Fiona Russell was abducted from Earth and forced into manual labor aboard a ship of unfriendly aliens who beat her, mocked her, and tried to hide her very humanity. She was waiting to die. Until the day a group of murdering pirates boards her vessel and clocks her over the head.
Hot on the trail of those pirates is the handsome Grih Battleship Captain Hal Vakeri. Fiona is a human, which makes her only the second of her kind ever discovered in his region of space. He rescues Fiona, determined to take her back to Battle Center Headquarters and find out how and why she was abducted in the first place, not to mention bring her captors to justice.
But as soon as she gets on board his ship trouble starts. Long range communications are down, The investigation team hasn’t shown up at the rendezvous point, and there could be a traitor on board trying to kill the human who might know too much.
When someone kidnaps Fiona from right under his nose while his ship is docked at a way station, Hal goes after her. She was his charge, after all. It has nothing to do with how attractive she is or the way her singing captivates him so.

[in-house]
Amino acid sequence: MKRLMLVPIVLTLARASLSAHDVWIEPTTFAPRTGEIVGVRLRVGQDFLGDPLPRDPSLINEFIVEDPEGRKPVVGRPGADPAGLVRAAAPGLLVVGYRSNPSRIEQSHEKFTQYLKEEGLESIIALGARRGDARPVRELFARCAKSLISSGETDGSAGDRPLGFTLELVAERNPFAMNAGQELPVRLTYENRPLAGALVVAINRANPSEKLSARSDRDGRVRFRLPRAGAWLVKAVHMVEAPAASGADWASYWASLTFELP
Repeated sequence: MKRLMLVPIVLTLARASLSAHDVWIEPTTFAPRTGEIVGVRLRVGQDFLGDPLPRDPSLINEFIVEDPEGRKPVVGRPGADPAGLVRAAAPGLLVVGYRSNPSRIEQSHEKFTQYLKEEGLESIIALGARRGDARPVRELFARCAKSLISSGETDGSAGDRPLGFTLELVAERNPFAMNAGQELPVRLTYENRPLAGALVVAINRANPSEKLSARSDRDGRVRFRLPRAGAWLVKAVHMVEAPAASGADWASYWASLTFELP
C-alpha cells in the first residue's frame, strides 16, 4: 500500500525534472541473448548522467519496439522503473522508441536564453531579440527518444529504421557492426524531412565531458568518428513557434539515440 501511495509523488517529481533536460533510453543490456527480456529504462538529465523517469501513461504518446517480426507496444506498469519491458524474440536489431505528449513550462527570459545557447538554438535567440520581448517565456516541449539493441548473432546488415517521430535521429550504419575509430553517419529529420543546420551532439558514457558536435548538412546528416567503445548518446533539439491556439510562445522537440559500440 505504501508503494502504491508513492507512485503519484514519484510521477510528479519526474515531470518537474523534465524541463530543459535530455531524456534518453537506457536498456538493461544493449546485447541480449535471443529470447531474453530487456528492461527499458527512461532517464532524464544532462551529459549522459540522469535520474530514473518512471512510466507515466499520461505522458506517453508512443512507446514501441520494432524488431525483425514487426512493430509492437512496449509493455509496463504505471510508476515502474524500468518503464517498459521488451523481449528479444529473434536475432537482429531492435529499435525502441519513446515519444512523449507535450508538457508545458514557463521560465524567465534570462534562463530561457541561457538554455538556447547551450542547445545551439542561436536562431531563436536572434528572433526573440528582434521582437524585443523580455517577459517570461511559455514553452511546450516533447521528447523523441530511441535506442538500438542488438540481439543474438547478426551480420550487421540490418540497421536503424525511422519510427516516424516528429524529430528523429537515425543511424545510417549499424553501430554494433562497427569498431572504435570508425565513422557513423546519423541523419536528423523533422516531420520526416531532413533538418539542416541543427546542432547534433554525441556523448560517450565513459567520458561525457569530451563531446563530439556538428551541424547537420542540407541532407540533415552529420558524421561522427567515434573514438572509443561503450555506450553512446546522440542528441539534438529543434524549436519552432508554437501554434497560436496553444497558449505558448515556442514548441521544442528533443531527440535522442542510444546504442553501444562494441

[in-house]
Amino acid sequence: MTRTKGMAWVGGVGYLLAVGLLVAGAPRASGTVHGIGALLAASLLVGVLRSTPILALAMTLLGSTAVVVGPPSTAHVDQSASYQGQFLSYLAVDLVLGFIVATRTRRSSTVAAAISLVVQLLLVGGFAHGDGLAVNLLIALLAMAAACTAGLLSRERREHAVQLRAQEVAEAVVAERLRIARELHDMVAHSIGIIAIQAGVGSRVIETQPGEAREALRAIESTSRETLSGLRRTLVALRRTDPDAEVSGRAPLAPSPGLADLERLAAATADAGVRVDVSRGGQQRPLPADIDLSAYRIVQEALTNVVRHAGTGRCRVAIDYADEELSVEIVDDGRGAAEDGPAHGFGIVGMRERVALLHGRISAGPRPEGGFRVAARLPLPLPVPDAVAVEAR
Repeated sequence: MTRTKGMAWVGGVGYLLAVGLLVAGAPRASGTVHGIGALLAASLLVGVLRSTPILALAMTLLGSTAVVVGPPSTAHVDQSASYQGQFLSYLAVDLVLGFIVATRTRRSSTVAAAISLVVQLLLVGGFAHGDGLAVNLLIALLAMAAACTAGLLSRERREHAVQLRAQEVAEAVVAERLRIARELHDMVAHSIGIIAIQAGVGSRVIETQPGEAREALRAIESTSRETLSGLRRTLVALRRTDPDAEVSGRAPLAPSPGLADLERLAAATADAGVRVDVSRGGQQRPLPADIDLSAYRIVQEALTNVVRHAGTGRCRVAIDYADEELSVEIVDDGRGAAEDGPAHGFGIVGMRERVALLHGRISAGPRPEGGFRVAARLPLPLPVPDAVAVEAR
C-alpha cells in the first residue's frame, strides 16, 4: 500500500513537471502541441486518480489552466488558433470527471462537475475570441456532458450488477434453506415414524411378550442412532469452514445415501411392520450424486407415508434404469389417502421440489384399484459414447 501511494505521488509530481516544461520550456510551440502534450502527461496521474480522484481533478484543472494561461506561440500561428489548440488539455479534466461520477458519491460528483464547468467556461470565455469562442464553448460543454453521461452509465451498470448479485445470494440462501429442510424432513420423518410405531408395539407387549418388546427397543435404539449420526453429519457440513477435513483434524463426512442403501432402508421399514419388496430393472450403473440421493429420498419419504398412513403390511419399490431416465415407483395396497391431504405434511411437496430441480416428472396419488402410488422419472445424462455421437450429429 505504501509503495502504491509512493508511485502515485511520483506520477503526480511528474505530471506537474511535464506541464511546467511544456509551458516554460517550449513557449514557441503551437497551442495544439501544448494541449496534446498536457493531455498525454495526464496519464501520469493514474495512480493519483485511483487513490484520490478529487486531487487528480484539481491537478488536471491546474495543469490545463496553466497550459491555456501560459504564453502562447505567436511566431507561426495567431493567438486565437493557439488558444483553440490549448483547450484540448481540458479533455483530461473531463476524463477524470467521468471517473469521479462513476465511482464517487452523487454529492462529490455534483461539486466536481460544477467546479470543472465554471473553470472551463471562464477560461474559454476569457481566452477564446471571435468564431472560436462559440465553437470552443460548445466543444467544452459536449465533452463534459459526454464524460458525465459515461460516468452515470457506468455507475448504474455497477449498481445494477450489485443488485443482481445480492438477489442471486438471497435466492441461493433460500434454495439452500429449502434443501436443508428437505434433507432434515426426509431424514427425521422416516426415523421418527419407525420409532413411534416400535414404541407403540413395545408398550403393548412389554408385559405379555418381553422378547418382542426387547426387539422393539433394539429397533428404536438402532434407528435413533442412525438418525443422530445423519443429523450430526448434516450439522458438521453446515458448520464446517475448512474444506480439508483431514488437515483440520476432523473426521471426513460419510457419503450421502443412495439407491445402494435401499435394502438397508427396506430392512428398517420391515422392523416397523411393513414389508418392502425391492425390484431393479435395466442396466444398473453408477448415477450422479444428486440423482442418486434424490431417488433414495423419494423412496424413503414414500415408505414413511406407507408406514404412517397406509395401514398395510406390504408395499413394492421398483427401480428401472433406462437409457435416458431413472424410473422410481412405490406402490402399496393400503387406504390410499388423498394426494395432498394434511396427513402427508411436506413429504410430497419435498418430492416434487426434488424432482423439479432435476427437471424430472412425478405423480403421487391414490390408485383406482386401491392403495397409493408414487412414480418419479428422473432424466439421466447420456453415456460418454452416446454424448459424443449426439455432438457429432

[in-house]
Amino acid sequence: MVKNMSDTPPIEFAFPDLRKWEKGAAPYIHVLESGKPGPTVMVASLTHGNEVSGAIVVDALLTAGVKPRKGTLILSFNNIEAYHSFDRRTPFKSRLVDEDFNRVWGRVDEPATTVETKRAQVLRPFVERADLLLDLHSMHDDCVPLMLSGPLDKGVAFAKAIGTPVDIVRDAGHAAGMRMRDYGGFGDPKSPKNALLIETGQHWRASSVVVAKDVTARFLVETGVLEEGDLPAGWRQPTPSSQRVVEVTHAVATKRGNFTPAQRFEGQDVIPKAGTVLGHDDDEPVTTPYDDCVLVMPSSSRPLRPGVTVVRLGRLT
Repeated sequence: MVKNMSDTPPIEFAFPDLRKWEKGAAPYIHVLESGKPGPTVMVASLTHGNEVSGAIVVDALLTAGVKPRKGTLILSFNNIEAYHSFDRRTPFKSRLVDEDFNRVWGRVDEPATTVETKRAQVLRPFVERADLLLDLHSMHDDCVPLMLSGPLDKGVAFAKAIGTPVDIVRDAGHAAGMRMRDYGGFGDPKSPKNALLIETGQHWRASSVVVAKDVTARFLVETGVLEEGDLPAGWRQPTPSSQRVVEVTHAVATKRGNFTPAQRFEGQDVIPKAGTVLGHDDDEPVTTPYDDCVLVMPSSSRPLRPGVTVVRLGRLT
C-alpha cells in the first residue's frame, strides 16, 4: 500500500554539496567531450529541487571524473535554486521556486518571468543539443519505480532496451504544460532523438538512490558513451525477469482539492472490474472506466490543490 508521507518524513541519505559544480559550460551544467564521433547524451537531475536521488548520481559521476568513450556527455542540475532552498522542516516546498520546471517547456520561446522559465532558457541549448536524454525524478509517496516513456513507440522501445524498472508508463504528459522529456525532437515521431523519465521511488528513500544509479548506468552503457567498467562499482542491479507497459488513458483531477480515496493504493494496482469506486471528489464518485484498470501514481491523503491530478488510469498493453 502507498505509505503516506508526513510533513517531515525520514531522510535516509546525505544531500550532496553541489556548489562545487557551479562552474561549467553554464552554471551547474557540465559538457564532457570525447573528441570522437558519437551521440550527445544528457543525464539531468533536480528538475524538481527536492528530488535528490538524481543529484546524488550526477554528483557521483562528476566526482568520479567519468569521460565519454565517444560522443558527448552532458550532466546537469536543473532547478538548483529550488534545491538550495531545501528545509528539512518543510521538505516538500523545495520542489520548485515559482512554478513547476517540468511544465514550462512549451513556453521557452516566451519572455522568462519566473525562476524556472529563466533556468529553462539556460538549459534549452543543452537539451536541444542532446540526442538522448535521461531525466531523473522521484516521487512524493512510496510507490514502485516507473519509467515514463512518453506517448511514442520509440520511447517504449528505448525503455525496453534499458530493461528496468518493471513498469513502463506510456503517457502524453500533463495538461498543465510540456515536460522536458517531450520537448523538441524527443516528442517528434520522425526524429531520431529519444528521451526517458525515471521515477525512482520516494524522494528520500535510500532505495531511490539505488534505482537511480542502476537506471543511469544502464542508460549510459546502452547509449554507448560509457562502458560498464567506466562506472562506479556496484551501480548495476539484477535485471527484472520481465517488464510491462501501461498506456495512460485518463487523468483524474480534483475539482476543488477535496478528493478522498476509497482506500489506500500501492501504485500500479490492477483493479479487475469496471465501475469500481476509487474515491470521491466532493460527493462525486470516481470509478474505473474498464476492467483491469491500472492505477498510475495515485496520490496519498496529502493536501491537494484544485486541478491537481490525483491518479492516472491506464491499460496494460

The trick is, when he is finally reunited with her, the question becomes who saved who? Before they can answer that question, they are thrown into a tangled web of secret hideouts, alien experiments, and political machinations that could spell trouble for the Advanced Sentient Beings across the galaxy. But alone and cut off from anybody who can help them, except a ship with a child’s personality, they may already be too late.
I did something so out of character for me that it still surprises me when I think about it. I read a book in a series out of order. This goes against everything inside me. It’s not right. And when I read Dark Deeds, I know why.
Because now I already know the plot of the first book in the series and I have been robbed of the chance to be as delightfully surprised by it as I was by the second. And you can bet your bottom dollar that I’ll end up reading the third.
Not all of the aliens we meet are humanoid, the ship is a character, there’s a parrot with a foul mouth, it has a romance arc (but is still a clean read); what’s not to love?
My disclaimer over my love for this story is that I read it because it was suggested to me as a comp for a manuscript that I’ve written. So, clearly, I’m drawn to the themes and concepts.
I will say that at times the pacing felt a little off, and there are a couple of plot points I would argue are a little too convenient. But overall, if you are looking for a good, quick, sci-fi romance, this is a good choice.